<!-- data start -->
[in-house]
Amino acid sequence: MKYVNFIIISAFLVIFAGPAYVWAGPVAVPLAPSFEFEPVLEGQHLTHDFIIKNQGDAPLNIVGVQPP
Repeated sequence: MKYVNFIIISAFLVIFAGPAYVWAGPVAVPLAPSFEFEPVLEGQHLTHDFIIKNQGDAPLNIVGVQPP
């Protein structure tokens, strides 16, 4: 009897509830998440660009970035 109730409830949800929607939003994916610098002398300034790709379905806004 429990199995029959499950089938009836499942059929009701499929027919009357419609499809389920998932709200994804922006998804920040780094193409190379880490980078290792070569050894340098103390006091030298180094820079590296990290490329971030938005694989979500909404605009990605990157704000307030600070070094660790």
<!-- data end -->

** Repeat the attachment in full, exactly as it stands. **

[in-house]
Amino acid sequence: MKYVNFIIISAFLVIFAGPAYVWAGPVAVPLAPSFEFEPVLEGQHLTHDFIIKNQGDAPLNIVGVQPP
Repeated sequence: MKYVNFIIISAFLVIFAGPAYVWAGPVAVPLAPSFEFEPVLEGQHLTHDFIIKNQGDAPLNIVGVQPP
């Protein structure tokens, strides 16, 4: 009897509830998440660009970035 109730409830949800929607939003994916610098002398300034790709379905806004 429990199995029959499950089938009836499942059929009701499929027919009357419609499809389920998932709200994804922006998804920040780094193409190379880490980078290792070569050894340098103390006091030298180094820079590296990290490329971030938005694989979500909404605009990605990157704000307030600070070094660790």